March 2016: Lynsey May
26th February 2016
Curated by Danna Solomon.
This month’s featured resident artist is writer Lynsey May.
“I’m not a plotter or a planner,” Lynsey says, reassuring me that “it’ll all make sense” as I fumble with my unlined notebook. “I’m one of the people who just writes a bunch of stuff and then ‘Frankensteins’ it together at the end. You’ll listen back and be like, ‘yeah.’” I comment that it feels a bit appropriate that our conversation is jumping around, to which she replies, “Exactly. This is exactly how I write.”
I sat down with Lynsey May, an Edinburgh native, but new addition to our roster, to get a sense of what’s going on with her work now that she’s taken up residence at Out of the Blue’s recently-opened Leith Walk Studios space. The building, on lease from the Council, is an off-beat standalone structure on Leith Walk. From the outside, Leith Walk Studios isn’t much to look at, but Lynsey says, “it kind of suits me that that’s the type of place it is for the kind of thing that I’m doing. … I’ve been waiting quite a long time to find a space. It’s the right size for just one writer, [and it’s] a quiet studio.” While Lynsey maintains that a writer “should, and can, write on anything,” having her space, her lined notepad and her fountain pen certainly helps her to get “in the right mind frame” to tackle longer pieces.
As her biography quips, Lynsey “lives, loves, and writes in Edinburgh.” With a background in copywriting for digital marketing, Lynsey maintains freelance contracts while working on her fiction simultaneously. Her long-awaited studio space provides a haven for her to focus on creative work away from the pressures of her copywriting contracts, and the mundanity of home. In addition to blogging and copy assignments, Lynsey takes on short-term freelance roles with local literary organisations, as she enjoys “being around people in the literary scene.” Some of her past posts have been with Edinburgh City of Literature, Scottish Book Trust and Edinburgh Review.
Lynsey has loved making up stories since her novelist grandmother instilled in her a passion for storytelling as a child. It was confidence, not passion, that prevented her from “taking the leap” towards pursuing writing full-time until comparatively late in life. She says, “I think for a lot of my teens and early twenties I kind of discounted the idea. I think I didn’t really have the confidence to be like, ‘well, I could just do this.’ When I studied creative writing,” she remembers, “even though I was definitely old enough, I don’t think I was mature enough in a creative sense.”
Once Lynsey made the decision to go freelance and focus on her own writing, the positive reinforcement was nearly immediate. Just a few months after leaving her marketing job at Bigmouth Media, Lynsey won a 2012/13 New Writers Award from Scottish Book Trust for her novel The Miraculous Return of Flora Whyte. She perceived the recognition as an indicator that she was on the right track: “It was a big, ‘Okay it’s fine, you haven’t destroyed your entire life…’ [I started thinking], ‘I can do this.’”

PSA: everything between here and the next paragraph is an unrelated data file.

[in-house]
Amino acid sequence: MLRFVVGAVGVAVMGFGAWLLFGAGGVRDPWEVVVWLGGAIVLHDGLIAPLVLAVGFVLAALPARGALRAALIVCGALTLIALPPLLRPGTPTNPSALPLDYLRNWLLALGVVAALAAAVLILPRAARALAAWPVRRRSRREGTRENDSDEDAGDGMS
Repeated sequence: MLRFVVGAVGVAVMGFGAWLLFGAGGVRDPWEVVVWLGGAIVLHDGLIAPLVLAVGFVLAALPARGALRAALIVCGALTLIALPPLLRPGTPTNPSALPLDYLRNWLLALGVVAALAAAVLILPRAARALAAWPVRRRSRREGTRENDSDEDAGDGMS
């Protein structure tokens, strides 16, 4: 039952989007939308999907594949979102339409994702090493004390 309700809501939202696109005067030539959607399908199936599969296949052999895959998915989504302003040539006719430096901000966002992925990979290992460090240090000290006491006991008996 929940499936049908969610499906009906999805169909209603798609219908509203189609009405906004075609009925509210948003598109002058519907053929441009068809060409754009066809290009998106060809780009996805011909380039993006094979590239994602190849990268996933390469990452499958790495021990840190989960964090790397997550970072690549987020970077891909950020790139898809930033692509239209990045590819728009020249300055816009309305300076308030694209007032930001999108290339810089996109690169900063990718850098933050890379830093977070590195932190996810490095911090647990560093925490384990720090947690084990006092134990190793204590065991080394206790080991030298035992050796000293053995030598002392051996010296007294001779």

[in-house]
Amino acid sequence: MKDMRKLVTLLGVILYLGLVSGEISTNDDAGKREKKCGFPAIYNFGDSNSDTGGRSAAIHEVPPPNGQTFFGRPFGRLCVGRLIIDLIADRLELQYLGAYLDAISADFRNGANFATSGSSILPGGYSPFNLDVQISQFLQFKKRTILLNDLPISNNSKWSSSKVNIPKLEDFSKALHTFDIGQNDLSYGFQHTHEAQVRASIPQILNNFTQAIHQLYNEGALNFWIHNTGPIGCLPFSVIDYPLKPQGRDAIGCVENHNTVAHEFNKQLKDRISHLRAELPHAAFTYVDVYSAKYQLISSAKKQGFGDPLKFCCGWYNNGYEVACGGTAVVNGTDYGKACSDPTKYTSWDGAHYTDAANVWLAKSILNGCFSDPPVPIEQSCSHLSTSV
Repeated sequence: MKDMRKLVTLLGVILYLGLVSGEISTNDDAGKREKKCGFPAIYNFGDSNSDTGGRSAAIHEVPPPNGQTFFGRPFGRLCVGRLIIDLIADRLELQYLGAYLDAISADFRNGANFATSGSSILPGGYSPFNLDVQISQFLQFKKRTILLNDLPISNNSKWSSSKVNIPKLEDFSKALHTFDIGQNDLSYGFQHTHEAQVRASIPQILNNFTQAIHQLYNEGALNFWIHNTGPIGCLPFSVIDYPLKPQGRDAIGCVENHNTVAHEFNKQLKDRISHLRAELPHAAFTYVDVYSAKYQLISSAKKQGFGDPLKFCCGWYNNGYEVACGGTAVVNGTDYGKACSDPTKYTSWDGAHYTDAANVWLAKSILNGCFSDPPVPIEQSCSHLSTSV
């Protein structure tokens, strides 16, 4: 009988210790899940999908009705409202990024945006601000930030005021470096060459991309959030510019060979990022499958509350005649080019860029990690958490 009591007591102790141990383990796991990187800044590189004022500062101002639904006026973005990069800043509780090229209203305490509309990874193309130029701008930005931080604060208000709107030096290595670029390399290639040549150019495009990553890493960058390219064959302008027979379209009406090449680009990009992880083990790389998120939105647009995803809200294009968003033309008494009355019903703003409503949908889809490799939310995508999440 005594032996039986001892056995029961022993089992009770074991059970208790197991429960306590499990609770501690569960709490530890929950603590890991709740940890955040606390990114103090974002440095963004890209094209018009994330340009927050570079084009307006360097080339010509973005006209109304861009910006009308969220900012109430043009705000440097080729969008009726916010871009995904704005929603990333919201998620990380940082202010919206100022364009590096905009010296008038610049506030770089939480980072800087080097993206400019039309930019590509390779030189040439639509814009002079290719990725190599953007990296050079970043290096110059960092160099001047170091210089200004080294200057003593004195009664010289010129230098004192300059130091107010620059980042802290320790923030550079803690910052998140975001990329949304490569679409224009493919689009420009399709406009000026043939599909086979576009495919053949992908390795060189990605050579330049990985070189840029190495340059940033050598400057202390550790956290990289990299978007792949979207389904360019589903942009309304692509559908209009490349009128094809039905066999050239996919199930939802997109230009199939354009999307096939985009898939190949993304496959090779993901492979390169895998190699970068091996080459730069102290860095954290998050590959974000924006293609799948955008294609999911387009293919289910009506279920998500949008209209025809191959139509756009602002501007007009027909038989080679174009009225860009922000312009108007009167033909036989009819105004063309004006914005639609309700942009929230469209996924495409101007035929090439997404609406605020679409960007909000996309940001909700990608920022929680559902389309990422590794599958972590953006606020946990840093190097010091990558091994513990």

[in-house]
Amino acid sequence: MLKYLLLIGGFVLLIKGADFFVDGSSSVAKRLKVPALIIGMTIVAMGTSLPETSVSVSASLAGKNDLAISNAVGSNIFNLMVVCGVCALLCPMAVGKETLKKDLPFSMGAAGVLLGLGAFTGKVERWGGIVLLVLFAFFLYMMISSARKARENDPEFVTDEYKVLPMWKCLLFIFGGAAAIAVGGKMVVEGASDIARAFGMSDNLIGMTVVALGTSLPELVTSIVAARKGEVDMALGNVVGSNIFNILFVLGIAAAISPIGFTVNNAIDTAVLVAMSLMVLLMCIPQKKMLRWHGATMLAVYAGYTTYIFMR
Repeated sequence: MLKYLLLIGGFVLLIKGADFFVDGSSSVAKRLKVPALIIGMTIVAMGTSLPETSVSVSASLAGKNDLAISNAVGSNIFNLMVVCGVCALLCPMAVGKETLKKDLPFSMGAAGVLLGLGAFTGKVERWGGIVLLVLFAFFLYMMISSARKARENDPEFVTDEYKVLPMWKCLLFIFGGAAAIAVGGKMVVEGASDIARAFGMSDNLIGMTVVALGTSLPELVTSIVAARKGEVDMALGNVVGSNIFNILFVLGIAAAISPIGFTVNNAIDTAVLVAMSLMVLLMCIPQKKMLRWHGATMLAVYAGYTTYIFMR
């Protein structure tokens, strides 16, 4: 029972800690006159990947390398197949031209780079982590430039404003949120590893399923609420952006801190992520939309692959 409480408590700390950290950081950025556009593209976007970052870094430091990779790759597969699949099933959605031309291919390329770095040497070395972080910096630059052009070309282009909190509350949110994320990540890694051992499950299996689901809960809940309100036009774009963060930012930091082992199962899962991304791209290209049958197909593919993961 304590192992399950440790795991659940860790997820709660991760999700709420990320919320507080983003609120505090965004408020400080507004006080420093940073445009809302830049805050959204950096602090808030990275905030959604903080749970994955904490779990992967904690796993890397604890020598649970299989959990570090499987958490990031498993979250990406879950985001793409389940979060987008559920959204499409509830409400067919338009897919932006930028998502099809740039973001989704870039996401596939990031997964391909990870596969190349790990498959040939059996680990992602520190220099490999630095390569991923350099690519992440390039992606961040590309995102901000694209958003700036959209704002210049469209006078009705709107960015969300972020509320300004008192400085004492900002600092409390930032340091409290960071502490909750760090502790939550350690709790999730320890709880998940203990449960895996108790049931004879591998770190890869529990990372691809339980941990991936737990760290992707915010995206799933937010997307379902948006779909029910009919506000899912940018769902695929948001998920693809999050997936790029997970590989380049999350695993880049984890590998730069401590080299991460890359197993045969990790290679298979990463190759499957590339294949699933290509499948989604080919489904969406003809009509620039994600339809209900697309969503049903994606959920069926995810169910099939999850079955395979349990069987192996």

Her studio on Leith Walk helps Lynsey deal with what she considers the biggest challenge of writing: making sure to get enough space from a subject to see it clearly. She says, “it’s easy to write every day, but it’s hard to create something when you’re also juggling your normal life and your work and your emails. … You can just keep on working without actually finding the thing that you should be working on.” Another tactic Lynsey employs to get the space she needs is spending the occasional day or two in a rental flat or hotel, “like a super-mini retreat.” Lynsey also applies for any writers’ retreats that are available, and last summer spent one month in France on a Robert Louis Stevenson Fellowship.
Although Lynsey enjoys travelling occasionally, she is a self-identified “homebody.” Scottish links infuse many of her works, including her first novel, and her short story Harbour of the Youth, which is currently featured on the Reykjavik City of Literature website. Lynsey’s current project, however, has international and historical attributes, which represent new challenges for her as a writer. “I’ve never written anything historical before,” she says. “I really wanted to write something about ballet, because it’s something that I’ve always been really interested in. It was one of those books that I’d kind of been putting off writing for a long time out of fear I wasn’t ready, and again, I was like, ‘You know what? This is the time.’ …Part of it is the story of a ballet from its conception to the modern day, so it’s 150 years of time. It jumps through the different productions throughout the centuries. … I’ve seen quite a lot over the years, and I’ve read so many biographies about dancers and choreographers. … I did take ballet when I was younger, but I gave up when I was probably about 15, and I realised I was never going to be as good as I wanted to be.”
When Lynsey is not writing, she is probably reading. A ravenous consumer of books, Lynsey talks about visualising her ‘to-read’ stack as I ask her what she has enjoyed lately. “All My Puny Sorrows by Miriam Toews, I thought was absolutely amazing, and I really enjoyed Where Did You Go, Bernadette? by Maria Semple.” She thinks a bit longer on the question: “And…yeah…lots,” she says, “I’ve got a big book-buying problem.” Lynsey does not have books in her studio at the moment, which she says might be a permanent arrangement: “It’s actually really weird having no books in the studio space. But, it’s kind of like, ‘well…if I have them…I would just read them…’”